How to use LM556 PWM for Freq & Duty cycle?

Discussion in 'Off-Topic' started by Elad, Jul 1, 2008.

  1. Elad

    Thread Starter Member

    Jul 1, 2008
    11
    0
    Am trying to make a simple PWM that has a wide range of frequencies and wide duty cycle of the frequency.
    So, to the experts out here am asking :p

    This is for HHO generations so do not know at this time where I have to be with frequency (from Hz's to MHz's).
    Will be driving 4, 2N3055 Transistors for high-current loads (not shown)
    Also, what is the max freq's of the LM556 & 2N3055's that I can expect?

    Came up combining from other 555 circuits into making this for the LM556.
    Before I assemble (need to order parts), will this work?

    [​IMG]
    I used the output (5) from left side (freq side) to the Control V (11) on Right side (duty cycle) [pin 5 out to pin 11].
    Is this proper way to do it?
    Values of components ok?

    Or, will this circuit be ok to do the same thing I want (Freq & Duty)?
    [​IMG]
     
  2. thingmaker3

    Retired Moderator

    May 16, 2005
    5,072
    6
    Try using the search function with the terms "PWM" or "pulse width modulator."

    You won't find any HHO "true believers" here. Use the search function with the term "HHO" to find why not. Optionally, you could search on "hype" or "urban myth."
     
  3. Elad

    Thread Starter Member

    Jul 1, 2008
    11
    0
    Requardless what my purpose is, I still have these questions.
    After many sites, I came up with this diagram of 556 (I made)...
    The 555 circuit came off the web somewhere....
     
  4. Wendy

    Moderator

    Mar 24, 2008
    20,766
    2,536
    Generally you won't get both in a single 555 (that's why the dual is shown), although I have seen some decent methods. Just for PWM on a 555 I like this circuit...

    [​IMG]

    The freq doesn't change (though you could change C).

    Another scheme for PWM is a Class D Amp...

    [​IMG]

    So how technical are you? I've never built either one of these circuits, but I'll get around to it eventually.
     
  5. SgtWookie

    Expert

    Jul 17, 2007
    22,182
    1,728
    Most 555/556 timers "run out of steam" at around 500kHz.

    555/556 timers' output frequency will vary somewhat when the supply voltage fluctuates. If you manage to find the "sweet spot", you'll be quickly thrown off with a minor change in supply voltage. For example, your engine is idling, you find the "sweet spot" and step on the gas. Your alternator starts putting out a higher voltage, and your timer changes frequencies. To avoid this, you could use a low-dropout 10V regulator to ensure a somewhat more stable frequency output. Being an RC based timer, it will never REALLY be stable, but it will be better with "real" voltage regulation.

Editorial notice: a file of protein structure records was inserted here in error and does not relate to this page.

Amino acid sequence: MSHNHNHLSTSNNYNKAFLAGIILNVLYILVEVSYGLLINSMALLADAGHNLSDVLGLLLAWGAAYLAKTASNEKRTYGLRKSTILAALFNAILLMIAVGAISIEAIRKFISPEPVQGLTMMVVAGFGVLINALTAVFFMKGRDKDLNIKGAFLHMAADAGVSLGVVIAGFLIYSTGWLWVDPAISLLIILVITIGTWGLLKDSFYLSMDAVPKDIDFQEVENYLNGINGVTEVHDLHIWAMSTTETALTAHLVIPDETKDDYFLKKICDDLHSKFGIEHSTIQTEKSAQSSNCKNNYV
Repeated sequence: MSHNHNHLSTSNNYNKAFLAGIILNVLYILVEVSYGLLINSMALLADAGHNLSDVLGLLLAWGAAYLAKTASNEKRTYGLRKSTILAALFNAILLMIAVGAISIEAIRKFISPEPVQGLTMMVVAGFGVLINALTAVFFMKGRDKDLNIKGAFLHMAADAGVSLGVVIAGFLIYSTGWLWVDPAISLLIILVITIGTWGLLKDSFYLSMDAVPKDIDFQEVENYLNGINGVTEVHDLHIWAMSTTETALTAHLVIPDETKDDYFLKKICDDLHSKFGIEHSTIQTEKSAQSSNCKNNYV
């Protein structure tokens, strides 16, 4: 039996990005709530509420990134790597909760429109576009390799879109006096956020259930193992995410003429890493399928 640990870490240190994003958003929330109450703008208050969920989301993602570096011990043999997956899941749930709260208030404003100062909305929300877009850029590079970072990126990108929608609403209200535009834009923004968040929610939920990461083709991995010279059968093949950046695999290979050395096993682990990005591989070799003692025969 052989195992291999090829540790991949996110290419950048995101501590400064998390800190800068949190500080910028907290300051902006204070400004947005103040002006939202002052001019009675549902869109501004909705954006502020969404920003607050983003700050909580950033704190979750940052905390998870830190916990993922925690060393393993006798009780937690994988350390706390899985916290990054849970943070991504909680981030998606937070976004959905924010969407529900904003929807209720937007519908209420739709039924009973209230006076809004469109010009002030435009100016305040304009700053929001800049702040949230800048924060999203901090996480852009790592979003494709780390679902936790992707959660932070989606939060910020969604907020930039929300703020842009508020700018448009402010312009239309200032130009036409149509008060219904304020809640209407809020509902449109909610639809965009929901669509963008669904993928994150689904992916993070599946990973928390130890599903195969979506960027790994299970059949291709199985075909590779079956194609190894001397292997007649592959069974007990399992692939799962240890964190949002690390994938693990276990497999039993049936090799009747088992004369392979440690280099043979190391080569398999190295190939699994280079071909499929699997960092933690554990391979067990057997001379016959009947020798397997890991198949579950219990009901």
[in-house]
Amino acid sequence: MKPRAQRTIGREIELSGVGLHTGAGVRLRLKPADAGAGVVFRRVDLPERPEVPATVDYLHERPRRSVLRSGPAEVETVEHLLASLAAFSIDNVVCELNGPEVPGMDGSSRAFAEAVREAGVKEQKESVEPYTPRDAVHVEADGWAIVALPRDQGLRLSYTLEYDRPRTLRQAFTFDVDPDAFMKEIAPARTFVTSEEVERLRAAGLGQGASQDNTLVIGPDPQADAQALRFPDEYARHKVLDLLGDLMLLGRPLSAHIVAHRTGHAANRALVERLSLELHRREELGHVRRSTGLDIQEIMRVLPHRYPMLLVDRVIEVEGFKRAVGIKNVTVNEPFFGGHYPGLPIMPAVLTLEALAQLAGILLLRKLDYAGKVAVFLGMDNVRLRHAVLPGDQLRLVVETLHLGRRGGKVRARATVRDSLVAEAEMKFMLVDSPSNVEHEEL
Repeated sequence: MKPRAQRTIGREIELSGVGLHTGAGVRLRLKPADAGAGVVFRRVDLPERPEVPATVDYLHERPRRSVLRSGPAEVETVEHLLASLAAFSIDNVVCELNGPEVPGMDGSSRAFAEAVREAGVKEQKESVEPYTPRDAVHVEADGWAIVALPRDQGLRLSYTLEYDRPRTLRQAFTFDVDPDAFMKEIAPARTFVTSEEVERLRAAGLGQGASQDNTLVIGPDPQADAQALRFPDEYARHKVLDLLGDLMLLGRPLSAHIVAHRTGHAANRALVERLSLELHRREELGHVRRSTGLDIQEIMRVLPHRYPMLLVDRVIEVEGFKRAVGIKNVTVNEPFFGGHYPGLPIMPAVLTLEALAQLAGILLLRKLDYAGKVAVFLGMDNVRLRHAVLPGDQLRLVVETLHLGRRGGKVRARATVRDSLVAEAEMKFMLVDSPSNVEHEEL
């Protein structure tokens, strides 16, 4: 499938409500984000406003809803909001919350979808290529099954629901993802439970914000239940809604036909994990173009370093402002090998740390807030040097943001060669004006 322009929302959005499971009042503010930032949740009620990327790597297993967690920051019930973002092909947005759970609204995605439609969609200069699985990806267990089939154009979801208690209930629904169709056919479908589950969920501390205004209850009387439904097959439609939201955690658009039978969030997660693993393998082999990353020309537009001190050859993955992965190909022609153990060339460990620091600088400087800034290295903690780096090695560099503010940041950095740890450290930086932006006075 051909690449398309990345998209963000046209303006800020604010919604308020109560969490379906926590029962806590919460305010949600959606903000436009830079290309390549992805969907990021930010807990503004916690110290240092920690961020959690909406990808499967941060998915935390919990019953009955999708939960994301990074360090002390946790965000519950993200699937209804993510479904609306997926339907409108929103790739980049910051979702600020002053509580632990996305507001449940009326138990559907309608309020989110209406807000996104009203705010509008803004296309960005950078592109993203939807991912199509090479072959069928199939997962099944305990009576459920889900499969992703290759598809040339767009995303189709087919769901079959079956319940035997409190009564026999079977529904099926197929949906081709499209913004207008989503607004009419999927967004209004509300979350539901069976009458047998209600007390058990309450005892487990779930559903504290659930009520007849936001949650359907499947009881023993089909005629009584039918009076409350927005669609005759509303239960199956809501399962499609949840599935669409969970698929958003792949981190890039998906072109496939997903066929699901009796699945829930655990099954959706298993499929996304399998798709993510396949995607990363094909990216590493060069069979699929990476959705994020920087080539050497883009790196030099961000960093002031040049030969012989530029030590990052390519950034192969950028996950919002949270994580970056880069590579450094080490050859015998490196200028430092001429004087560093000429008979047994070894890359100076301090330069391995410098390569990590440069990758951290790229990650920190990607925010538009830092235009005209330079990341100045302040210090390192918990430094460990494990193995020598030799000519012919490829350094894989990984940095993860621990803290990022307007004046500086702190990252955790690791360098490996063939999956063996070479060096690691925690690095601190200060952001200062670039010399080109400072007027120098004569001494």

You need caps across the 556's supply and ground pins. 0.1uF, 10uF, and perhaps 47uF to smooth things out. There are large supply surges when it changes states.

    The "rumor mill" has it that the target frequency range is somewhere between 19kHz and 45kHz, and that you won't get far with less than around 500v on your plates/wires/whatever you're using in your HHO generator.

    That's all hearsay right now; I have yet to try any such experiments myself, nor have actually seen something operate that I could lay my hands on, or have actually seen data published by a reputable source.

    But keeping the above particular range of frequencies in mind, I suggest that attempting to build your circuit with such an extreme range of frequencies will ultimately prove frustrating; as the frequency adjustment will be so coarse (even with a 21-turn pot) that you have a near-zero chance of finding that holy grail you seek.

    There are plenty of wild claims circulating around, and plenty of snake-oil salesmen are preying on the hopes and wallets of plenty of people who are desperately trying to find a way out of the high prices at the petrol pumps nowadays.

    This forum is rather conservative, and members generally try to keep replies consistent with published materials from credible sources.

    Generally accepted grid electrolysis methods of generating HHO from room-temperature water is about 27% efficient. High-temperature electrolysis of water is about 48% efficient.
    Source: http://www.fsec.ucf.edu/en/consumer/hydrogen/basics/production.htm

    Internal combustion engines are perhaps 25%-40% efficient; much of the energy from the fuel burned is dissipated as wasted heat via the radiator, exhaust, and IR. Now if you use some of that waste heat to heat your water up, you may very well be able to make your HHO generation more efficient. But don't try that with ordinary PVC or Plexiglas; it will melt (trust me on this.)

    I have not built nor simulated your circuit design. Right now, I think it would be best if you started off with a simple 50% duty cycle VFO that had a frequency range of what I'd previously mentioned.

    Take it slow. Be methodical. Document what you're doing.
     
    Last edited: Jul 2, 2008
  6. pntrbl

    Active Member

    Apr 21, 2008
    123
    0
    I've got a buddy with a homemade HHO device on his Toyota pickup. It's only a 4 cyl. with a 4 speed but he did get a 31.5 mpg run out of it. No baseline to compare to tho so the juries still out .....

    I don't think he wants to know.:)

    What's fun is when he takes the output tube and sticks it in a bottle of soapy water.The resulting bubbles blow up like a firecracker! The strange thing is you don't see or feel anything like an explosion. No heat and with a cigarette lighter for ignition you're thumb's right in the bubble. No light to speak of altho it was daytime. A big bubble will snap so hard it'll make your ears ring.

    Fun stuff.

    SP
     
  7. Wendy

    Moderator

    Mar 24, 2008
    20,766
    2,536
    I suspect there are more than one person who would like to hear before and after results. The ones that drive us crazy are the folks who try to power the circuit off their alternator, which uses the fuel being burned to generate the electricity. Perpetual motion machines aren't real popular around here. Personally I don't see anything wrong with using batteries charged from house current to supliment the milage, but I would like to see some numbers.
     
  8. Elad

    Thread Starter Member